The Asif Gallery’s aim is to broaden the local culinary conversation. Rotating exhibitions will explore the intersection of food and society, fashion, history, and more. Our inaugural exhibition, curated by acclaimed food writer Ronit Vered, explores the kitchen of Israel’s late First Lady and culinary icon Nechama Rivlin. Join us for a tour of Asif and the gallery in Tel Aviv and enjoy the digital exhibition below.
A Kitchen of One’s Own: Nechama Rivlin
Nechama Rivlin’s kitchen, like her life story, reflects the narrative of Israel’s diverse society. She was born in Moshav Herut in the Sharon region, the second-generation of a family of farmers and citrus growers whose roots lie in Eastern Europe. Throughout her life, she never lost touch with the soil and the changing seasons. As an adult, she chose to live in Jerusalem, where Jews, Muslims, and Christians have lived alongside each other for thousands of years, and where Ashkenazi and Sephardi Jewish communities reunited. Here, she married Reuven Rivlin, whose ancestors came to Jerusalem in the 19th century with the students of the Vilna Gaon. For Nechama, recording recipes was part of an effort to study the diverse influences that shaped the contemporary food culture of a young nation of immigrants, located on ancient land that is rich in history and unending conflicts.
Nechama Rivlin (1945-2019), the late wife of the tenth President of Israel, loved food with a passion. She was an excellent cook and baker, but food — like botany, dance, Hebrew literature, art, and other spheres that captivated her — also offered her a window through which she observed the world with curiosity, learning about human nature and the environment.
For Rivlin, the kitchen was “a room of one’s own,” an autonomous and intimate space for research and creativity. For her, housework — the traditional tasks women were forced to assume — was performed in parallel with her work at the Institute for Life Sciences at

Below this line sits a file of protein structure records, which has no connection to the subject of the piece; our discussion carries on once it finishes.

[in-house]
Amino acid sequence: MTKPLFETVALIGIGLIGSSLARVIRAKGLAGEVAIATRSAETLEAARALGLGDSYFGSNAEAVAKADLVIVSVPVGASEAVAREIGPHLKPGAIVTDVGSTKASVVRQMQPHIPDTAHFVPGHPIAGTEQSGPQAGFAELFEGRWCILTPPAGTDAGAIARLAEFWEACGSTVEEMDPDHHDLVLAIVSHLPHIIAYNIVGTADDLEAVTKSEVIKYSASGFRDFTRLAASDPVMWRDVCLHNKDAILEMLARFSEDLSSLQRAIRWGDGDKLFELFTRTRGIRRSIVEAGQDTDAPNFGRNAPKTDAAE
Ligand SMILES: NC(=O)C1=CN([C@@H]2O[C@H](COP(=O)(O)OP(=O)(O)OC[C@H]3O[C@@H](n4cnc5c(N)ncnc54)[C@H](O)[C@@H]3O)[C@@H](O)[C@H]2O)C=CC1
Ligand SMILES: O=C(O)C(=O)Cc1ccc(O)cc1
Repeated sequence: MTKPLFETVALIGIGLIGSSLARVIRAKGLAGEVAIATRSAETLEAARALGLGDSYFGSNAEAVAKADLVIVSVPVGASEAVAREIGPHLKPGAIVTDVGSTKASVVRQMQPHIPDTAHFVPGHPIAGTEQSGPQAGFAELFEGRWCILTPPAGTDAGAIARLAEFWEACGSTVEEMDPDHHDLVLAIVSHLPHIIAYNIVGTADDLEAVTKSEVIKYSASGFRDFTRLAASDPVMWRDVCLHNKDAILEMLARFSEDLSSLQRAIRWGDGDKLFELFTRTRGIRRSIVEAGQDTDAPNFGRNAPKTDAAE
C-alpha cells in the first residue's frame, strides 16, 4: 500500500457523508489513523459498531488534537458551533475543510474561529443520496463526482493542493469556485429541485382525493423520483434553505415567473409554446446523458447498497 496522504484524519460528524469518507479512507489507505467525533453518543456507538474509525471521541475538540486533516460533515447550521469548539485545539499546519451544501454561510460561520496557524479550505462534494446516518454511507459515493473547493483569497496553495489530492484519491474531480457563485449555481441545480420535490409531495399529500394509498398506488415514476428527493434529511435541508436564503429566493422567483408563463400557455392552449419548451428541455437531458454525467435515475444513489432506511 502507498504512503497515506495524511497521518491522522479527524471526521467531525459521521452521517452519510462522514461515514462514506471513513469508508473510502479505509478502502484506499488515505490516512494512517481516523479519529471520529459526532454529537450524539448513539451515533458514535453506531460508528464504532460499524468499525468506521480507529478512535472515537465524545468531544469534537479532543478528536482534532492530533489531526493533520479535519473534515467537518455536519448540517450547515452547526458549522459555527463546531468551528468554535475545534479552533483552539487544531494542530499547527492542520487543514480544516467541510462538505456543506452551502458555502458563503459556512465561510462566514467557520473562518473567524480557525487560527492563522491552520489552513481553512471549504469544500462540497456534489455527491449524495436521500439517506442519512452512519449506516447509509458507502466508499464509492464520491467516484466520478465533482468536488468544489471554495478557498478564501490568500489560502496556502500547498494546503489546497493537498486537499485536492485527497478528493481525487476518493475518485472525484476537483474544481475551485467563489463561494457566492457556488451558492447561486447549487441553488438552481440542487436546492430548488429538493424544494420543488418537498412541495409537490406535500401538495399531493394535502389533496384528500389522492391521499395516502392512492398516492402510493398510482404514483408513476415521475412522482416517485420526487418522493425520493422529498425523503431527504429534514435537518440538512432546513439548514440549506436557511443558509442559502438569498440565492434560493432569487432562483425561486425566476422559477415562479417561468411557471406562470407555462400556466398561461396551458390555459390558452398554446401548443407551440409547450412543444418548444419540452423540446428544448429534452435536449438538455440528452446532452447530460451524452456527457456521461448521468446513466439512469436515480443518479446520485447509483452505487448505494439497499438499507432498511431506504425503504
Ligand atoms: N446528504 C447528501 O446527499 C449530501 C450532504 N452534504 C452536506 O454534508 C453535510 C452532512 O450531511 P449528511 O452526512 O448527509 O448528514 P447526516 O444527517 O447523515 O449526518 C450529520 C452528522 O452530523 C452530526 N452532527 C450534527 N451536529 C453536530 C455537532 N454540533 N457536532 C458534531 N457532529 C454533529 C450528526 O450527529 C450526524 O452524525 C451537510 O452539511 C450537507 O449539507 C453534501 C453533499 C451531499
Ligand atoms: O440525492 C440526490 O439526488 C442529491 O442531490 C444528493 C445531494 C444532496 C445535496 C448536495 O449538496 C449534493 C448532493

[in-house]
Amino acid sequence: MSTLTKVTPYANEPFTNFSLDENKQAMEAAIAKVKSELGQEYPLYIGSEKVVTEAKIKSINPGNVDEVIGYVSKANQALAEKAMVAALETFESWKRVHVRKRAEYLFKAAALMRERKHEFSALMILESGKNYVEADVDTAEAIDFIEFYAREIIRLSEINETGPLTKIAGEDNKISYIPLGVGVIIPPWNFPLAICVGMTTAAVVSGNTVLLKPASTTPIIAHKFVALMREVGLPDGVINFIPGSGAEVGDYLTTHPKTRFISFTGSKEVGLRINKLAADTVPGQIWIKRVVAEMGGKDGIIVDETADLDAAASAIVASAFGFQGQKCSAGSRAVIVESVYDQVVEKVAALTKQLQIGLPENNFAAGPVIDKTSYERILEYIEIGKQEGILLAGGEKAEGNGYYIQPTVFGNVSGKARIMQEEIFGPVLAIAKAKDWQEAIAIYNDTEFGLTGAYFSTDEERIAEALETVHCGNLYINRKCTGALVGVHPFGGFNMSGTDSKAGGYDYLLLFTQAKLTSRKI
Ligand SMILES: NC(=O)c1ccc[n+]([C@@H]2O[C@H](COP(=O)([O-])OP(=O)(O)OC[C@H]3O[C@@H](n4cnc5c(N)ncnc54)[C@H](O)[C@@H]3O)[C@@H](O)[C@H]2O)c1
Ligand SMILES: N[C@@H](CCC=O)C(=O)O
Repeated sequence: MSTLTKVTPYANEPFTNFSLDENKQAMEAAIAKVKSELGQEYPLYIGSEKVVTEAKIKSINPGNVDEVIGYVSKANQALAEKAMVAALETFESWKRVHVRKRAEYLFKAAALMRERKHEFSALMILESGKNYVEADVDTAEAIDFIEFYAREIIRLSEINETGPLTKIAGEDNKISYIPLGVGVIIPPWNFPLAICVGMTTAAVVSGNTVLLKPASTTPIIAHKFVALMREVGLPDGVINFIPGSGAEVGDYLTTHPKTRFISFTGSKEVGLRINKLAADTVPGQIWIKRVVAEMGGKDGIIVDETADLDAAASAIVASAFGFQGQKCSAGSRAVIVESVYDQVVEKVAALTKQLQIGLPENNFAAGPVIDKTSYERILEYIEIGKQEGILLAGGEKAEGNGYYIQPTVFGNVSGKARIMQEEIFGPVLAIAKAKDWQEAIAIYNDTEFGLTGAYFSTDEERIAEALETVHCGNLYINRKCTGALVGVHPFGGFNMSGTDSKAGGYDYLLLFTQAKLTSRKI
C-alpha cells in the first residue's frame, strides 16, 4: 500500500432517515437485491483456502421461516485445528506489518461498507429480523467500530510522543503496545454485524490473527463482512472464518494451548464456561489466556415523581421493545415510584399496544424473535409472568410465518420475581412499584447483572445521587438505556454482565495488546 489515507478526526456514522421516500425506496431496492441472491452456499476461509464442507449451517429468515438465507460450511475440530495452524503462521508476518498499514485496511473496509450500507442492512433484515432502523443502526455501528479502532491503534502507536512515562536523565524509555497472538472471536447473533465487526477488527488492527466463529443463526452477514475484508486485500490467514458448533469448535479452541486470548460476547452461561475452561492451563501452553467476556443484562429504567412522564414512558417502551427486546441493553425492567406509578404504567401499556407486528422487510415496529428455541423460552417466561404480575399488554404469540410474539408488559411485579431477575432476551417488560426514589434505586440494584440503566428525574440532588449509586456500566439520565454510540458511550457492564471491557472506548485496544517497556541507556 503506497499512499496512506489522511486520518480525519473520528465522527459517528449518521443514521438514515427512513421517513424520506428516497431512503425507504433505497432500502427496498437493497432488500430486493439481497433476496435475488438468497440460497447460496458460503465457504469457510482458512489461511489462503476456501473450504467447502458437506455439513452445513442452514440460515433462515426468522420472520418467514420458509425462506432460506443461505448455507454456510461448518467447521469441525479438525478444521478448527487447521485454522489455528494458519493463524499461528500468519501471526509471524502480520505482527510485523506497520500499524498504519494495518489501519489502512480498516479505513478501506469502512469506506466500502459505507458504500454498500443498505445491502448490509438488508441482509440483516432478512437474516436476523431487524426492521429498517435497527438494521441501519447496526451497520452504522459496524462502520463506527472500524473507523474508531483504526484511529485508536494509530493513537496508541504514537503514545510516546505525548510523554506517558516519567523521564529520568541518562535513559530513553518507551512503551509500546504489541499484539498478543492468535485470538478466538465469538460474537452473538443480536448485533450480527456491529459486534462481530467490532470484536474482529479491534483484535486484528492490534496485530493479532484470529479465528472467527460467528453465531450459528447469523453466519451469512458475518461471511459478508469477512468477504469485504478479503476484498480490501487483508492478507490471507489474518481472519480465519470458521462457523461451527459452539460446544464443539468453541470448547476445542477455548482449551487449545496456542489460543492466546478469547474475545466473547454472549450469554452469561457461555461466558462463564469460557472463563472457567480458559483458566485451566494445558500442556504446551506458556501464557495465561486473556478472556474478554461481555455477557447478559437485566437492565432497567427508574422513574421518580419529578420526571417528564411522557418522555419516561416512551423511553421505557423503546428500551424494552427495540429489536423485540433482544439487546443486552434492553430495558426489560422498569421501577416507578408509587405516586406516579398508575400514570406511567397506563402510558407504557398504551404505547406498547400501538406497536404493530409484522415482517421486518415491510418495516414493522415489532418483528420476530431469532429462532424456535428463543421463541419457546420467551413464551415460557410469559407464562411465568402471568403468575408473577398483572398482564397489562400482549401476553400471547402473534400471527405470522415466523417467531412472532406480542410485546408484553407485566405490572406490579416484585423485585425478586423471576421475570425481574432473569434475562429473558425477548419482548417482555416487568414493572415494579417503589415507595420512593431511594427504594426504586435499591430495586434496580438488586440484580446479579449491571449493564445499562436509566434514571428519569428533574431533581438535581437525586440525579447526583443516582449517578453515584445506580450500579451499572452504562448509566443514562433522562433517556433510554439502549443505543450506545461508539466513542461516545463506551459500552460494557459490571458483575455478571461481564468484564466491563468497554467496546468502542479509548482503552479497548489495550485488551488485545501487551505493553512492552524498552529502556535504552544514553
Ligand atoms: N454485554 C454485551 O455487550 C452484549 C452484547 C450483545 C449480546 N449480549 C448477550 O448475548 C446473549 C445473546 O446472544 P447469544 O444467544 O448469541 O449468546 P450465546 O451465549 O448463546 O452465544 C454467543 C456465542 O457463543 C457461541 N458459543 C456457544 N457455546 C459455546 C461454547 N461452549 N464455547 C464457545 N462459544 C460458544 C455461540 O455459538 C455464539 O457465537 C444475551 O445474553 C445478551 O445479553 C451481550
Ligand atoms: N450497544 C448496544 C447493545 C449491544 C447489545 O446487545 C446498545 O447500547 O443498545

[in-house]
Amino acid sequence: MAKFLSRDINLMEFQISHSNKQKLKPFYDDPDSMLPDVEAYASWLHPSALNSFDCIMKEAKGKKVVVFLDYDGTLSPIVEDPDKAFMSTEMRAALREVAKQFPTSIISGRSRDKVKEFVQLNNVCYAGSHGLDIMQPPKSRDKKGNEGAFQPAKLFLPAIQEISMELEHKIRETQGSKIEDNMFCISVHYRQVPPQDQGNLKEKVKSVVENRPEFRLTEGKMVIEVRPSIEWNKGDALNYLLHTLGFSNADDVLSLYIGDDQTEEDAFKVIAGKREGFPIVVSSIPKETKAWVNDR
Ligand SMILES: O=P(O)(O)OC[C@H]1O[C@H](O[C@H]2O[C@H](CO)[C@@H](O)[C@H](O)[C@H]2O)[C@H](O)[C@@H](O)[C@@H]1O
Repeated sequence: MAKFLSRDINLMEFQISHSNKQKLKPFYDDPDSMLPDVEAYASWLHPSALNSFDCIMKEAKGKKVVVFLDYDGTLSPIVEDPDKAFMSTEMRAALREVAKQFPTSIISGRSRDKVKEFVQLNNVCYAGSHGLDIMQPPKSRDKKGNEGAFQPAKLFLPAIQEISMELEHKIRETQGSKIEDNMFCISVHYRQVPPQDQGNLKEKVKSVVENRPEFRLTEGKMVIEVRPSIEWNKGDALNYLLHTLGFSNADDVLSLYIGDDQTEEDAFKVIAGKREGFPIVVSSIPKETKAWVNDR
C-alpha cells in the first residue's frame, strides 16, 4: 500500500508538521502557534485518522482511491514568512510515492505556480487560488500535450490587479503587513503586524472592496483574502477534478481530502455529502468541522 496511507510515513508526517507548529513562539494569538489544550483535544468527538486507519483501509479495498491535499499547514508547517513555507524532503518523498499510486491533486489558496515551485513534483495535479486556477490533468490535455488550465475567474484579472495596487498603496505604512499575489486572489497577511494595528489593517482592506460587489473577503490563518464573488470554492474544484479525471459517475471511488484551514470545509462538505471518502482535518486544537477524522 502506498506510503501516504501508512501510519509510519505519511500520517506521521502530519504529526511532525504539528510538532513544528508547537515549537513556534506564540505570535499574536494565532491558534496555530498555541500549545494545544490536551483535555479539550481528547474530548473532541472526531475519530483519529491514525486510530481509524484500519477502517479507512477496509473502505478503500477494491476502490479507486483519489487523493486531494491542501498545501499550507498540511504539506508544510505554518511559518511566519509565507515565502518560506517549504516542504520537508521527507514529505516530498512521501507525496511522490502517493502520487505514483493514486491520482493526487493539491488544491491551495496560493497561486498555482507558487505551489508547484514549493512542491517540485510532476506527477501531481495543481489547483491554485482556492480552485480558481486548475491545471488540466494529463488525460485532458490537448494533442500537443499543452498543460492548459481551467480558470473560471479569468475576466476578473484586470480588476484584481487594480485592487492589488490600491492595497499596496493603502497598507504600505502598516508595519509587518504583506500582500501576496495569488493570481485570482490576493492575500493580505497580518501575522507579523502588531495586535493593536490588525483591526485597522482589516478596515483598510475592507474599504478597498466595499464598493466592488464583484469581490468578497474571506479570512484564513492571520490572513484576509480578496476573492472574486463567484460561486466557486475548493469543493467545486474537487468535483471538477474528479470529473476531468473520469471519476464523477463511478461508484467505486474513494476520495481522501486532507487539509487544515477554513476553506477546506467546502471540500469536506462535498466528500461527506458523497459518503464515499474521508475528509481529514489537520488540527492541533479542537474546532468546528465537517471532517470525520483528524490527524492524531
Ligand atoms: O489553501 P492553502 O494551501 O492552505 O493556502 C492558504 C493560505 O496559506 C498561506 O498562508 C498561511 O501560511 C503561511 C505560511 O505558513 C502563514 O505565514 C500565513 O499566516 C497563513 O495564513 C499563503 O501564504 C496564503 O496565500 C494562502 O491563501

the Hebrew University of Jerusalem, and later alongside her official role as Israel’s First Lady. Cooking and baking were the ways in which she imparted warmth and nurtured her loved ones, physically and metaphysically. It was also a means through which she explored the world, scientifically and methodically, seeking beauty and sensual delights in every realm.
Nechama’s Recipe box
The recipes Nechama Rivlin left behind were written over decades on simple index cards — the kind found in every home, library, and laboratory — and stored in assorted boxes and improvised containers. Several of the cards have yellowed with age and are marked with cooking stains. Many of them note the recipe’s source — the name of the newspaper it appeared in, or the friend who gave her a cake recipe, and later, the names of well-known chefs from Israel and elsewhere.
The collection of recipes reflects the impact of historical and economic processes on the everyday life of Israelis, from the austerity period in the 1950s to the economic boom and growth of the global consumer culture in later decades. It allows us a close look at the dishes that ultimately joined the contemporary Israeli culinary canon. We can see the impact of local Palestinian cuisine and inspiration drawn from the kitchens of different Jewish
communities that would become integral to the home cooking of scores of Israelis, from every religion and socio-economic status.
Looking through the recipes, several themes emerge. The Jerusalem kitchen, citrus, and the use of herbs were all close to Nechama’s heart and became integral parts of her kitchen.
One to Four